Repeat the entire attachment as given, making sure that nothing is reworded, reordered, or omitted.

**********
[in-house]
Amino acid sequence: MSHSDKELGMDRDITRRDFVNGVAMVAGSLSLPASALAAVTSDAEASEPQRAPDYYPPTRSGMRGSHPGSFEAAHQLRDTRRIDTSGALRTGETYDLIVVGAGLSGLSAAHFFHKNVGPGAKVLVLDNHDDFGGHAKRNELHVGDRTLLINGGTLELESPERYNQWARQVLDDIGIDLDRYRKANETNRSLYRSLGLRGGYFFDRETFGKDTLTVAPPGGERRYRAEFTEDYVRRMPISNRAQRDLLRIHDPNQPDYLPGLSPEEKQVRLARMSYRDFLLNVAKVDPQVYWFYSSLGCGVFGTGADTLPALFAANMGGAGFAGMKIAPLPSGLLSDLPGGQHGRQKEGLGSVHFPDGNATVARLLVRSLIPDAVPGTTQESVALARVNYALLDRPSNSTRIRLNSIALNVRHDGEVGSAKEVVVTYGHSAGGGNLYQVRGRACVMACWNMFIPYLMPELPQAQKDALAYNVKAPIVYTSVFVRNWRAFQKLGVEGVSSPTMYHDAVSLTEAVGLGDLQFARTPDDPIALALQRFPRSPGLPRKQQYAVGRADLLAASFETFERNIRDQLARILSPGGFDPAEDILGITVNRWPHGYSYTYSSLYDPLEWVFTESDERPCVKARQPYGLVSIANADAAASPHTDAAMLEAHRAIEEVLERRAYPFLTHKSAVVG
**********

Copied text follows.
[in-house]
Amino acid sequence: MSHSDKELGMDRDITRRDFVNGVAMVAGSLSLPASALAAVTSDAEASEPQRAPDYYPPTRSGMRGSHPGSFEAAHQLRDTRRIDTSGALRTGETYDLIVVGAGLSGLSAAHFFHKNVGPGAKVLVLDNHDDFGGHAKRNELHVGDRTLLINGGTLELESPERYNQWARQVLDDIGIDLDRYRKANETNRSLYRSLGLRGGYFFDRETFGKDTLTVAPPGGERRYRAEFTEDYVRRMPISNRAQRDLLRIHDPNQPDYLPGLSPEEKQVRLARMSYRDFLLNVAKVDPQVYWFYSSLGCGVFGTGADTLPALFAANMGGAGFAGMKIAPLPSGLLSDLPGGQHGRQKEGLGSVHFPDGNATVARLLVRSLIPDAVPGTTQESVALARVNYALLDRPSNSTRIRLNSIALNVRHDGEVGSAKEVVVTYGHSAGGGNLYQVRGRACVMACWNMFIPYLMPELPQAQKDALAYNVKAPIVYTSVFVRNWRAFQKLGVEGVSSPTMYHDAVSLTEAVGLGDLQFARTPDDPIALALQRFPRSPGLPRKQQYAVGRADLLAASFETFERNIRDQLARILSPGGFDPAEDILGITVNRWPHGYSYTYSSLYDPLEWVFTESDERPCVKARQPYGLVSIANADAAASPHTDAAMLEAHRAIEEVLERRAYPFLTHKSAVVG